Professional gardeners use tricks of the trade to manage properties efficiently. Photo by Nick Yates.

Save Time with Tips from Garden Pros

Jennifer NicholsField Notes

Professional gardeners have developed many time saving hacks to get the most out of their efforts. Use these tips to help you work smarter, not harder, towards a beautiful, well-kept, and healthy garden.

Use the Right Tool

Good hand tools are a gardener’s best friend. For example, high-quality pruners last for years and make pruning much easier than using dull or cheap ones. Hand sickles make cutbacks a breeze, and a Hori Hori is a fantastic tool for weeding and planting. Use a tarp or lawn bag to save trips to the compost pile and reduce cleanup time.

Pruners, a soil knife, and a hand sickle are useful garden tools.
Pruners, a soil knife, and a hand sickle are useful garden tools

For larger landscapes, consider power tools. Use line trimmers to control large patches of weeds instead of hand pulling. A mower or hedge trimmer can be great for perennial cutbacks in springtime and an electric leaf blower keeps long driveways tidy.

Know Your Weeds

Annual weeds last only one year and biennial weeds last two years. So, instead of pulling them, stop them from going to seed and disrupt their life cycle. An example is garlic mustard (Alliaria petiolata). Line-trim the flowering tops off this biennial and in a few years, you will see far less of them in your garden. No hand weeding necessary!

Perennial weeds grow back every year. Dig them up entirely or cut them back. If you deplete the plant of sunlight and nutrients, eventually it will die. However, for persistent perennials, you may choose chemical intervention. Just make sure you are informed about safe use of pesticides. IPM is the least toxic and safest way to approach chemical use, and of course always follow the instructions on the label.

Another trick is to tackle one weed species at a time. Once you disrupt a plant’s lifecycle you can manage large areas with little effort.

Remember that there is most certainly a seed bank in the soil which may take several years to deplete. So use well-timed control methods as the most effective way to manage weeds on your property.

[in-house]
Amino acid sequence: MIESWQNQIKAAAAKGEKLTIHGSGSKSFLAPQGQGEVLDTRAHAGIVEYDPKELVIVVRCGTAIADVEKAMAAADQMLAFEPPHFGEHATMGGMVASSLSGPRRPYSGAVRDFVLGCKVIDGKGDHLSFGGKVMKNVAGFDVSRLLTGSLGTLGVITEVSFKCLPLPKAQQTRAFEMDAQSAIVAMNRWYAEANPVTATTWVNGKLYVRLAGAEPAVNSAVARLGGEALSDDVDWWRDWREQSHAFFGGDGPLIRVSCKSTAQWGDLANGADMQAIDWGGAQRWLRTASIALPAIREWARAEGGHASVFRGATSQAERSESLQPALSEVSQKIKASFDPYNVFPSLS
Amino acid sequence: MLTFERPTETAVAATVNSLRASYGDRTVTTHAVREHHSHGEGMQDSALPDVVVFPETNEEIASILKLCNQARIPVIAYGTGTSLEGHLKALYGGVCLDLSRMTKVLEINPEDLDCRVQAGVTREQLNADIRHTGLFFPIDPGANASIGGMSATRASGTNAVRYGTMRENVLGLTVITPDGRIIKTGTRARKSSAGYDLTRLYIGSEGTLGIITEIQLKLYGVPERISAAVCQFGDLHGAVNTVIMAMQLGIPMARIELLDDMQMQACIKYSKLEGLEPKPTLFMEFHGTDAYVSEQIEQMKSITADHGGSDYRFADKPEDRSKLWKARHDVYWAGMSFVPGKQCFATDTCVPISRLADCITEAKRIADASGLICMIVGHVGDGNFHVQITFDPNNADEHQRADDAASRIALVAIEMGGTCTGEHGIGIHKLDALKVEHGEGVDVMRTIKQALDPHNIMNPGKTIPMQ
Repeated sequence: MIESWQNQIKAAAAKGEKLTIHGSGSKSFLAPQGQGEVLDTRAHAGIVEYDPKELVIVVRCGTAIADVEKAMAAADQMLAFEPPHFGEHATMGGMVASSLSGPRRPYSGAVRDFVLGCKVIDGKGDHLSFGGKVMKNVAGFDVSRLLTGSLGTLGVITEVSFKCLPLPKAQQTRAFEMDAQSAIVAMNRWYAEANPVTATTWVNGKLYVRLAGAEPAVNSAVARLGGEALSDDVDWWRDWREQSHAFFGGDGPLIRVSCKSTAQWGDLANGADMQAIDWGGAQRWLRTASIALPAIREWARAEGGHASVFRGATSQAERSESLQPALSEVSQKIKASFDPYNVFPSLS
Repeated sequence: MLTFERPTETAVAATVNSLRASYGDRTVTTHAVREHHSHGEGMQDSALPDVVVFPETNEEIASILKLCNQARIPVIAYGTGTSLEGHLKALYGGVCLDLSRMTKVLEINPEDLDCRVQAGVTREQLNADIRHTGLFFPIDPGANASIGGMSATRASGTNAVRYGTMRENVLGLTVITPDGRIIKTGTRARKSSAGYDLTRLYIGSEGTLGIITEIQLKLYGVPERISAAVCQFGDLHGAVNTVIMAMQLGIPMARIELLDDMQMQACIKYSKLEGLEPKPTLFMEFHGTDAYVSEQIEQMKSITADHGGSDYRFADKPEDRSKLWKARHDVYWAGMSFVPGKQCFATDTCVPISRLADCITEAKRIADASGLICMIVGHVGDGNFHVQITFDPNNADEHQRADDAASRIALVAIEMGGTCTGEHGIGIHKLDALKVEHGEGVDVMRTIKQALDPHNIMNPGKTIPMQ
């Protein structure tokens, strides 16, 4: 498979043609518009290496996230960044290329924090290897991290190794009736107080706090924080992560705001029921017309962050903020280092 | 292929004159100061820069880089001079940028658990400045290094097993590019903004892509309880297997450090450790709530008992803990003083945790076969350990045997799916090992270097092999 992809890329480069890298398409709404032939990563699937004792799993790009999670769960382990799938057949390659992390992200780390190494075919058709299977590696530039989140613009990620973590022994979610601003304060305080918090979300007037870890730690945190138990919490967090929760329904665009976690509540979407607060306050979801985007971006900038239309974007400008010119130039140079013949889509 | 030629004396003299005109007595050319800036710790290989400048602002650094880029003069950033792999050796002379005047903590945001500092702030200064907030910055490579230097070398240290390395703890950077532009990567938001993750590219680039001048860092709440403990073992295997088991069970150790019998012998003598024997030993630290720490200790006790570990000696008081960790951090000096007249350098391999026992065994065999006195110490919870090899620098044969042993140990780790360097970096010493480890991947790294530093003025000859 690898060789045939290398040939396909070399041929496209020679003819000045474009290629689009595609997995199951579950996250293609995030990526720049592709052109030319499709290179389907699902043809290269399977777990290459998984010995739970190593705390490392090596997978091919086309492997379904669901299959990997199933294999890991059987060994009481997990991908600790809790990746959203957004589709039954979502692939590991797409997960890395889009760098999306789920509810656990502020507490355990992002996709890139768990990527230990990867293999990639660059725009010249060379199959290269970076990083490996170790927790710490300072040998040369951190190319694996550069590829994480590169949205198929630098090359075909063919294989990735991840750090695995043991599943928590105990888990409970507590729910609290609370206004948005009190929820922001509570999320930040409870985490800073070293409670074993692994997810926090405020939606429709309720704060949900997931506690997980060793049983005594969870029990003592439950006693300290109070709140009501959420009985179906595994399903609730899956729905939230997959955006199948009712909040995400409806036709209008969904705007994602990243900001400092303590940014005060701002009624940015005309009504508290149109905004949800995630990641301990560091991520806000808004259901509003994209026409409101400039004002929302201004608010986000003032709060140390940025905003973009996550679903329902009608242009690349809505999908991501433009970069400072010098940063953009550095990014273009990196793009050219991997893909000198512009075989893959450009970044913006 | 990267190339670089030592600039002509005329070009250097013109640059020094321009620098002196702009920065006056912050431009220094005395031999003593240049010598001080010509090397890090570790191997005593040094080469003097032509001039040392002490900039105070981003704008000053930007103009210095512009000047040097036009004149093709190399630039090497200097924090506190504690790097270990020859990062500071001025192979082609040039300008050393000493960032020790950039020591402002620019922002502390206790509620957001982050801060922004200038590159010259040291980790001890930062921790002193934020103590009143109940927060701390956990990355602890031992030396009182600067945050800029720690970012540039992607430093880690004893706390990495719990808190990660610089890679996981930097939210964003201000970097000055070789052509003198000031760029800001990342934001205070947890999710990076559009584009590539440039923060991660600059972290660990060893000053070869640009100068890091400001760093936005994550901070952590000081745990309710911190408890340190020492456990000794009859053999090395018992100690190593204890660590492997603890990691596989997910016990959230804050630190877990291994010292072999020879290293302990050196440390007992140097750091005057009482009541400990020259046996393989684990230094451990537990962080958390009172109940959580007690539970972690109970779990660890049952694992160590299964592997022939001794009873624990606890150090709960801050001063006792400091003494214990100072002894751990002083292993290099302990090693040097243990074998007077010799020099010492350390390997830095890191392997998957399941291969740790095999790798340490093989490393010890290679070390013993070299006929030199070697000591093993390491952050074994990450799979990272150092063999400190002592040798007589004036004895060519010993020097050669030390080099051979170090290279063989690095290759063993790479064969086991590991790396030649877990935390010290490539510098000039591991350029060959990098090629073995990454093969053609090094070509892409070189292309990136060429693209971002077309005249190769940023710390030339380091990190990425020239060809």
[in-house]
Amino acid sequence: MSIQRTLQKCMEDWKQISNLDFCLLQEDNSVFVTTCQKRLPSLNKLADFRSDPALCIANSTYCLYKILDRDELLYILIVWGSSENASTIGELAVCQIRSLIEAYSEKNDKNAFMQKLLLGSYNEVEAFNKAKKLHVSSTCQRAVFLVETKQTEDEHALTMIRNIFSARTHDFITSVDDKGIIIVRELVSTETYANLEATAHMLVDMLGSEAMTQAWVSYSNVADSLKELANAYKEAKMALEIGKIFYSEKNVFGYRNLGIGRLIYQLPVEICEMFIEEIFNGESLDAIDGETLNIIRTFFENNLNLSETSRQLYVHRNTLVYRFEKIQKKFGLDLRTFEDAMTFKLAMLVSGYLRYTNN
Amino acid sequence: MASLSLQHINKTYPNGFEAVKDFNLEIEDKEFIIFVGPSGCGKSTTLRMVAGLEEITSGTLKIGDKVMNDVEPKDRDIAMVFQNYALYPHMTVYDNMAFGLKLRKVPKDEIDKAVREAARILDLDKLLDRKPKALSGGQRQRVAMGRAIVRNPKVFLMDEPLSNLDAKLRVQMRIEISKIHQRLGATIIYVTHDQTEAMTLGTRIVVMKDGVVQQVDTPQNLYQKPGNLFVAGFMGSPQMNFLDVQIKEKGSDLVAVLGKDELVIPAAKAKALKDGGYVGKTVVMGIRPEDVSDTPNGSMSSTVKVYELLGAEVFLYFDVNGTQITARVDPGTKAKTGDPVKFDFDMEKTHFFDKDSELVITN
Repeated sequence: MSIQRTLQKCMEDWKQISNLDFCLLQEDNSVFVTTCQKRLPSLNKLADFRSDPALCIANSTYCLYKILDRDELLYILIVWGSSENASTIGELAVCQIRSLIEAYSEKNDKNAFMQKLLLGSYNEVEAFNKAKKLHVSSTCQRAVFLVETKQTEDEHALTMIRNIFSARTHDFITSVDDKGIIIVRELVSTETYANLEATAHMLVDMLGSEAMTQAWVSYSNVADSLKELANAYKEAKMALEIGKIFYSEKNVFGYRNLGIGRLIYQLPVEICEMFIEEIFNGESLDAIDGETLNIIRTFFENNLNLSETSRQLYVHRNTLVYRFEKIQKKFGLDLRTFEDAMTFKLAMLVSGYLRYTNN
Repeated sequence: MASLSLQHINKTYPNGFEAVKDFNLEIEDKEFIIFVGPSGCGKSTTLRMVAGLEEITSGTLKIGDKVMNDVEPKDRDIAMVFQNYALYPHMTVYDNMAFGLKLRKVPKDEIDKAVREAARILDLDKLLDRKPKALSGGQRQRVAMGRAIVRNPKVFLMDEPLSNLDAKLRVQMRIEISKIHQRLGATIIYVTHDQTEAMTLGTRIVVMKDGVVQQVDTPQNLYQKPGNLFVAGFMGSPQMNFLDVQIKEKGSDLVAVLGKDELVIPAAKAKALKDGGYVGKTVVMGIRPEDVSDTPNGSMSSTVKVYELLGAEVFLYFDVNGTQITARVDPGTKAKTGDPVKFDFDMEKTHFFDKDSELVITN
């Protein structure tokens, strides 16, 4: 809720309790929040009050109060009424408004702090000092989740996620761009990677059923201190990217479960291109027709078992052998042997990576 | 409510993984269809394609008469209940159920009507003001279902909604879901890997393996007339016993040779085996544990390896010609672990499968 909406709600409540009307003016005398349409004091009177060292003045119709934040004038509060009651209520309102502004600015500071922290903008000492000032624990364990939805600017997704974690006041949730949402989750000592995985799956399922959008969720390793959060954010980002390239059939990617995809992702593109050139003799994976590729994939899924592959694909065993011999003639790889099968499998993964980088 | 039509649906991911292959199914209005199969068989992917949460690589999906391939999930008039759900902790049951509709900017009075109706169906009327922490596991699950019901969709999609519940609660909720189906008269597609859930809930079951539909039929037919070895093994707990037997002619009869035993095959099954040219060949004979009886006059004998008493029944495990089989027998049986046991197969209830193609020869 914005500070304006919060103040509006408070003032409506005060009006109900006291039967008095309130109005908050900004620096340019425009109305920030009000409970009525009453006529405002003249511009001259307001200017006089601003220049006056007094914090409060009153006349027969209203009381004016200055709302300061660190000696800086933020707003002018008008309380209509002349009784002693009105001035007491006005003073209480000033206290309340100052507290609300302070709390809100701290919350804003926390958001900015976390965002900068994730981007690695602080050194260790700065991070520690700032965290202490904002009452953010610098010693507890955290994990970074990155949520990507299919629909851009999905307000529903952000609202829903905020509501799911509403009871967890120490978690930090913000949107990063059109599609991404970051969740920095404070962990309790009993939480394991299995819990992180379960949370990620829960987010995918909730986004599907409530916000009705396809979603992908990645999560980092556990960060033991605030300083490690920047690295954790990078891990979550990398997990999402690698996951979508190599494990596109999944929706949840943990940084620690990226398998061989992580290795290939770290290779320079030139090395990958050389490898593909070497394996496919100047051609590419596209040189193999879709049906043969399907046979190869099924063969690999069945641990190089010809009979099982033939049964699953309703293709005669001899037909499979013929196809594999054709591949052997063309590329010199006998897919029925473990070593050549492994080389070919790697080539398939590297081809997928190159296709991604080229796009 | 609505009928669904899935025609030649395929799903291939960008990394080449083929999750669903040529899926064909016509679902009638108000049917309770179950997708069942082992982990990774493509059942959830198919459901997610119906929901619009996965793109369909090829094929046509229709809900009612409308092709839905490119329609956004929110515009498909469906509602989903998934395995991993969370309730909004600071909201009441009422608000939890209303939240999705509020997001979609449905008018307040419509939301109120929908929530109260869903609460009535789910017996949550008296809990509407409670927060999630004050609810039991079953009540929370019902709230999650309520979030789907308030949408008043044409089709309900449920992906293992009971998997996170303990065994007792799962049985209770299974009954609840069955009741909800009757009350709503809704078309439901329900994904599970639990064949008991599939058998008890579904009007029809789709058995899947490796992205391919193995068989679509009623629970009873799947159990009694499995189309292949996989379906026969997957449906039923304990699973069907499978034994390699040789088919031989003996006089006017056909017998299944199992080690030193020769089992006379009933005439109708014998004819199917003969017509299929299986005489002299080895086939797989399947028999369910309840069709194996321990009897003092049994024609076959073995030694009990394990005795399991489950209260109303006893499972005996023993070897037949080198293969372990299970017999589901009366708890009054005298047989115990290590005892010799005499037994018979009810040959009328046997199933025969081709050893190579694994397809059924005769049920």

Compost on the Spot

Did you know that garden waste is just compost in the making? Hide garden debris in beds and it will break down into nutrient-rich soil. Pull weeds and drop them where they are or toss them behind some shrubs where they are out of sight. Just get them before they go to seed or remove the seed heads so they don’t re-seed in the beds.

Plant Densely

Nature abhors a vacuum, so think like Mother Nature! Plant shrubs and perennials close together to out-compete unwanted weeds. Use colonizing shrubs like Itea virginica, Rhus species or Cornus sericea and underplant with perennials like Packera or sea oats. Then let nature do the rest. Try to fill different vertical layers, especially the ground layer so weeds won’t have a chance to get established.

Set priorities

When you are short on time, focus on high visibility areas. Weeding and pruning the edges is the lowest-effort, highest-impact way to make a garden look cared for.

Use Free Mulch

Fallen leaves are garden heroes, providing essential habitat and food for native insects and other wildlife. They also break down to add nutrients to your garden and improve soil structure. So, leave the leaves in your garden beds! For large amounts of leaves off your lawn, simply turn them into mulch with a lawnmower.

During spring perennial cutbacks, chop last year’s dry foliage into six inch legths and leave it in the bed. Applying hardwood mulch every year is expensive, time consuming, and wasteful, so just skip it!

Another source of free mulch is green. Encourage wild violets and other ground covers to grow in empty spaces. This “green mulch” outcompetes weeds and feeds pollinators, too!

Skip mowing

Not all grassy areas need to be mowed weekly. Areas of low use can be mowed monthly or less resulting in a more natural look. Create sweeping edges and interesting paths by selecting where to mow and where to let the grass grow. Just cut it if it gets weedy or if you want to change the layout of the area.

A low-use area of the garden results in tall grass that gets mowed less frequently.
Grass in low use garden areas can be mowed less frequently

For larger areas, more color, and much better wildlife habitat, consider a meadow. Cut warm-season grasses and wildflower meadows annually. and are important ecosystems for pollinators and other wildlife.

Use the Right Plant in the Right Place

This is the golden rule of landscape design. Select plants for the existing space and conditions, combine them appropriately, and they will thrive. Plant vigorous plants together and save specialty plants for specific spots that suit them.

Remove shrubs that are too large and require pruning to keep them off sidewalks or below windows. Replace them with plants of appropriate size and allow them to keep their natural shape. In well-designed gardens, shearing and pruning for size is simply not necessary.

Feeling lost? Consult an experienced landscape designer!

Be consistent

Regular monitoring is critical to catching potential issues before they become major problems. Look for invasive plant species on neighboring properties to see what might try to move onto yours. And stop infestations before they become established. A monthly walk-through can eliminate hours of labor in the future.

Hire a Gardener!

If you’re still struggling to keep up with your garden, give us a call! GreenWeaver’s experienced gardening team will be happy to help.